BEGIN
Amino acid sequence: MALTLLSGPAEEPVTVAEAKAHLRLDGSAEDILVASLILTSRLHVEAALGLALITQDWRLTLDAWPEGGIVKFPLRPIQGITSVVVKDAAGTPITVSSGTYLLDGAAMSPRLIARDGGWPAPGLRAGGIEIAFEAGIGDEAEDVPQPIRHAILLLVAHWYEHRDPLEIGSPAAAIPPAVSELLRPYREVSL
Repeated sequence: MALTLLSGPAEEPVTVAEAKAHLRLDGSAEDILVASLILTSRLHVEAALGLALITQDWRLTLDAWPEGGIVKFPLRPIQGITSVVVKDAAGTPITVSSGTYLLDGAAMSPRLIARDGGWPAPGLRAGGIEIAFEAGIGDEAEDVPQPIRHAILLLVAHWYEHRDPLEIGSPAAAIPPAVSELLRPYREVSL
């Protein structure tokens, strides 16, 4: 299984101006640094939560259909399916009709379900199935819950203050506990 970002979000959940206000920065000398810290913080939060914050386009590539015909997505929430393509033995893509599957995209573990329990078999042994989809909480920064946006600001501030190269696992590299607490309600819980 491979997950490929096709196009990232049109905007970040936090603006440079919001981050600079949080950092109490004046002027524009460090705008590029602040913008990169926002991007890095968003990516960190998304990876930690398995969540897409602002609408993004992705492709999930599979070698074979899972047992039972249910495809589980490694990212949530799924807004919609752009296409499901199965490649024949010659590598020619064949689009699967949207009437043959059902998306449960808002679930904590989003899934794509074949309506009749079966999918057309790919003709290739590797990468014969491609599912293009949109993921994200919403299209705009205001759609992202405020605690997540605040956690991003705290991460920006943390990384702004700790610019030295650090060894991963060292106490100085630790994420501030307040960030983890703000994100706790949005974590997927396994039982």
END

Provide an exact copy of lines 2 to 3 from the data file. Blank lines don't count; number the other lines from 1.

Repeated sequence: MALTLLSGPAEEPVTVAEAKAHLRLDGSAEDILVASLILTSRLHVEAALGLALITQDWRLTLDAWPEGGIVKFPLRPIQGITSVVVKDAAGTPITVSSGTYLLDGAAMSPRLIARDGGWPAPGLRAGGIEIAFEAGIGDEAEDVPQPIRHAILLLVAHWYEHRDPLEIGSPAAAIPPAVSELLRPYREVSL
């Protein structure tokens, strides 16, 4: 299984101006640094939560259909399916009709379900199935819950203050506990 970002979000959940206000920065000398810290913080939060914050386009590539015909997505929430393509033995893509599957995209573990329990078999042994989809909480920064946006600001501030190269696992590299607490309600819980 491979997950490929096709196009990232049109905007970040936090603006440079919001981050600079949080950092109490004046002027524009460090705008590029602040913008990169926002991007890095968003990516960190998304990876930690398995969540897409602002609408993004992705492709999930599979070698074979899972047992039972249910495809589980490694990212949530799924807004919609752009296409499901199965490649024949010659590598020619064949689009699967949207009437043959059902998306449960808002679930904590989003899934794509074949309506009749079966999918057309790919003709290739590797990468014969491609599912293009949109993921994200919403299209705009205001759609992202405020605690997540605040956690991003705290991460920006943390990384702004700790610019030295650090060894991963060292106490100085630790994420501030307040960030983890703000994100706790949005974590997927396994039982």